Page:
Like with any major life decision, marriage is one in which the financial implications must be taken into consideration before a final decision is made. In some instances, delaying your marriage until the following year may help you out financially. On the other hand, accelerating your marriage plans and having them take place in the current year may also be more financially beneficial. Advancing or holding off your marriage for financial gain isn’t cut and dry – all situations are heavily based on the taxable income amounts of the two individuals tying the knot.
Your marital status at the end of the calendar year, December 31, takes precedence over the whole year. For instance, if you were married on December 28th, 2014, you would be considered married for all of 2014 for tax reporting purposes.
Below are examples of possible financial impact couples may experience when getting married:
In 2015, if you are an unmarried individual, the lowest amount of income that will place you in the 28% tax bracket is $90,750. However, a married couple who files jointly will begin to be taxed in the 28% tax bracket for any amount over $151,200. So in this case, the two individuals could stay unmarried and make up to $90,749 of taxable income each and not be taxed in the 28% tax bracket.
If they both made up to $90,749 of taxable income and were filing a married filing jointly return, the amount of taxable income over $151,200 would be taxed at the 28% rate. Calculations show the tax on the excess would be around $8,483.
If two individuals are preparing to get married and one of them has significantly higher income, it may work in their favor to get married in the current year. For the soon to be married couple, if one person has $25,000 of taxable income and the other has $525,000 it would benefit them to get married in the current year and file jointly. Here’s why: If they were to get married in the current year and file married filing jointly, they will be taxed a combined $163,715. However, if they were to hold off on the wedding and get married in the next year, they would be taxed a combined $167,577. That is close to a $4,000 difference! Along with different tax brackets, other tax saving deductions based on adjusted gross income can play in their favor. Some of these deductions deal with the AGI phase-out for making deductible contributions to traditional IRAs, interest on qualified education loans, the 3.8% investment surtax, and the additional 0.9% Medicare tax.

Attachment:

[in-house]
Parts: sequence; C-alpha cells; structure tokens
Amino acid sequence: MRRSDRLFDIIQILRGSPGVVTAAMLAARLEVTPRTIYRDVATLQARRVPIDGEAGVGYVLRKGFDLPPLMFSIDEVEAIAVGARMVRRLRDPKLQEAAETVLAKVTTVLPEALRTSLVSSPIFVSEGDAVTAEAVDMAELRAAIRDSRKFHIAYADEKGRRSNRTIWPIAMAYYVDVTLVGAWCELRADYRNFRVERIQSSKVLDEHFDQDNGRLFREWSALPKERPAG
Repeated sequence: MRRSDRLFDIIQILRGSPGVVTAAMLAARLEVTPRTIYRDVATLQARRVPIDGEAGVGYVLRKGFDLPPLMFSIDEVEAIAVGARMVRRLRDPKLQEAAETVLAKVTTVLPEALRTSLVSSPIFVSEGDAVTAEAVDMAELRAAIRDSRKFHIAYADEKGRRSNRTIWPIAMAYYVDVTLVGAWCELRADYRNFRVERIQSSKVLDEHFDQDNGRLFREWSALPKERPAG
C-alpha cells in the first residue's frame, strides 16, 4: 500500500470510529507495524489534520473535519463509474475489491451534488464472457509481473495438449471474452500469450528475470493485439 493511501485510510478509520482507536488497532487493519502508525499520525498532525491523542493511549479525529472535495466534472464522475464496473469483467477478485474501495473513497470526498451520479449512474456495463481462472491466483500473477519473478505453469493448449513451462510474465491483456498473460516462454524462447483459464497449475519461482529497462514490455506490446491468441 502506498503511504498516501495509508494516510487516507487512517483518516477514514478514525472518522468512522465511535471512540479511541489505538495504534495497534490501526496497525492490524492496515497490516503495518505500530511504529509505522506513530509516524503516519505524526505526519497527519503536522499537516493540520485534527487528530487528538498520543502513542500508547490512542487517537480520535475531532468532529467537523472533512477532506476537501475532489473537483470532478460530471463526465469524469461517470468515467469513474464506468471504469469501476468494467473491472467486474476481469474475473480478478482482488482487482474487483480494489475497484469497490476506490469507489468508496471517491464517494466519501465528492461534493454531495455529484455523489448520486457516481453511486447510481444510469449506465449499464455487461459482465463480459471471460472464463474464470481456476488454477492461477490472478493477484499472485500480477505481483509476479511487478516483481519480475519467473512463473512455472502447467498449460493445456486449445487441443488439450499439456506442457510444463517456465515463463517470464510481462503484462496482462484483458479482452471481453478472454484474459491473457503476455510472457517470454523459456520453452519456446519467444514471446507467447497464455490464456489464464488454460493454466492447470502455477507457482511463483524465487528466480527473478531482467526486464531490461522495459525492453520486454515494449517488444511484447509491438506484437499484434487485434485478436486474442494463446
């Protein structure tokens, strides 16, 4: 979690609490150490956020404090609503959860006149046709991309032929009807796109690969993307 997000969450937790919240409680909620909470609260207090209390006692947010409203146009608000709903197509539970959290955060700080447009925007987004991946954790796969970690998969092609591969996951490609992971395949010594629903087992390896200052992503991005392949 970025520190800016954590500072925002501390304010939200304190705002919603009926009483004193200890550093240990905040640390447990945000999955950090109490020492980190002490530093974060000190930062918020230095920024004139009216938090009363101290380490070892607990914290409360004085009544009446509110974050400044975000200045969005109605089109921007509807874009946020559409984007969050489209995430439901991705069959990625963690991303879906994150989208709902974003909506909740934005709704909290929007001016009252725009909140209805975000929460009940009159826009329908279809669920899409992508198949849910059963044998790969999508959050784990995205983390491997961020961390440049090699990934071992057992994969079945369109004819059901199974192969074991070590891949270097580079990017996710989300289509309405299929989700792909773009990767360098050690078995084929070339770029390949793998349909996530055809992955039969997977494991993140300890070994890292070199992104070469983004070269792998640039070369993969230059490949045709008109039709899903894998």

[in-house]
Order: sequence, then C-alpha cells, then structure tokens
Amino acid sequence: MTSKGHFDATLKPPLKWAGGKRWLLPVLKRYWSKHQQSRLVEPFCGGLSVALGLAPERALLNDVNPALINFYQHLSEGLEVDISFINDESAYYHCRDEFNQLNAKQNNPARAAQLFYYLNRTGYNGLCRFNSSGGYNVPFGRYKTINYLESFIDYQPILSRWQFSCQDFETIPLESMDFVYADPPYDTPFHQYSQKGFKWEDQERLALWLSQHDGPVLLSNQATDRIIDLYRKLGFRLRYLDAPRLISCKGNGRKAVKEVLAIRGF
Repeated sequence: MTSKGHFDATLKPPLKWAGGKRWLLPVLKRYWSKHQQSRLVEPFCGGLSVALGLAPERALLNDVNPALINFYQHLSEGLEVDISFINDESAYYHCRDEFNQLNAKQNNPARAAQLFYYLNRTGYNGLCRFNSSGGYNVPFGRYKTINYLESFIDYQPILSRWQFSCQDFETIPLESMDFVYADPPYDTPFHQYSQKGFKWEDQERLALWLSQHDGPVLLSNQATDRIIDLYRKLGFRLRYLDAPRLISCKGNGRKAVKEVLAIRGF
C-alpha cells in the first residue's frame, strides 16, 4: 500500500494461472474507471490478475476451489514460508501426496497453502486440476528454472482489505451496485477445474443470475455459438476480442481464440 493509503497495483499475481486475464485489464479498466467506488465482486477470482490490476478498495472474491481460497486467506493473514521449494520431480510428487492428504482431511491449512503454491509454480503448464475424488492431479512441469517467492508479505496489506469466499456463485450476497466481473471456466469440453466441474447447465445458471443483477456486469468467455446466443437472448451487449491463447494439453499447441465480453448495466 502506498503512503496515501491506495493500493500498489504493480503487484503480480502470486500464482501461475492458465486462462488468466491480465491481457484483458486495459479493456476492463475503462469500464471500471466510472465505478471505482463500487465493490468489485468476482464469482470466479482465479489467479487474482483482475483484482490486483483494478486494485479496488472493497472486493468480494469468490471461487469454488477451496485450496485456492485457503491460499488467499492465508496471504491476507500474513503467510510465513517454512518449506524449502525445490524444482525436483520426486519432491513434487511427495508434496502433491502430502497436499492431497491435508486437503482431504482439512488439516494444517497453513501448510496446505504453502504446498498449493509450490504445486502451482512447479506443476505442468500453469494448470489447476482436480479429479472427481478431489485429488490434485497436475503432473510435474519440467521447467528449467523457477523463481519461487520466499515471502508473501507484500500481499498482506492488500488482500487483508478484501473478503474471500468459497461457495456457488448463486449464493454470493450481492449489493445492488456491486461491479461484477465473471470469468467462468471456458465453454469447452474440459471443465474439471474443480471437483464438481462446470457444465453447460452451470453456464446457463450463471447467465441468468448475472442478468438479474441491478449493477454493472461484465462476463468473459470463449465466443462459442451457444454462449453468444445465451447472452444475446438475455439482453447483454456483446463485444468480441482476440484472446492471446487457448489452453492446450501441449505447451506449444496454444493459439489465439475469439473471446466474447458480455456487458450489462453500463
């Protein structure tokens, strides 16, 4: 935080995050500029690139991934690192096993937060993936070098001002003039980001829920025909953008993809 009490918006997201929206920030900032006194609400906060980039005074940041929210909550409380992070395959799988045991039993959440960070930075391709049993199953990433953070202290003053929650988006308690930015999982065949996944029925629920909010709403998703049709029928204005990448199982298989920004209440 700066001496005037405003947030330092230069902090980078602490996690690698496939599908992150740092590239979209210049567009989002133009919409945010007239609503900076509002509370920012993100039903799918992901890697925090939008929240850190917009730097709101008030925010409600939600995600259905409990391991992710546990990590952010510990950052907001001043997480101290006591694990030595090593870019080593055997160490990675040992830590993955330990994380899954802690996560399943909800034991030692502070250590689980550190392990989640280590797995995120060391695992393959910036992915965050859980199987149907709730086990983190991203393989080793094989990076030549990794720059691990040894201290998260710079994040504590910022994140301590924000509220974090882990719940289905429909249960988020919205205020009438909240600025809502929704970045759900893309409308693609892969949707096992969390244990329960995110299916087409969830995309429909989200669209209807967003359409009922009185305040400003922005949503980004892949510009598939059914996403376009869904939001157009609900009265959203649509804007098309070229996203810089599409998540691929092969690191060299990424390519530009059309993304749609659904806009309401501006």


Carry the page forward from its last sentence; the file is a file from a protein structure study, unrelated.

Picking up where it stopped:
Marriage is a decision that affects many different aspects of one’s life. The initial decision of if and when you plan on getting married can possibly have an effect on your financial situation, specifically relating to tax liability. Before making the big decision, give us a call at 702-870-7999 to schedule an appointment with a Las Vegas tax accountant.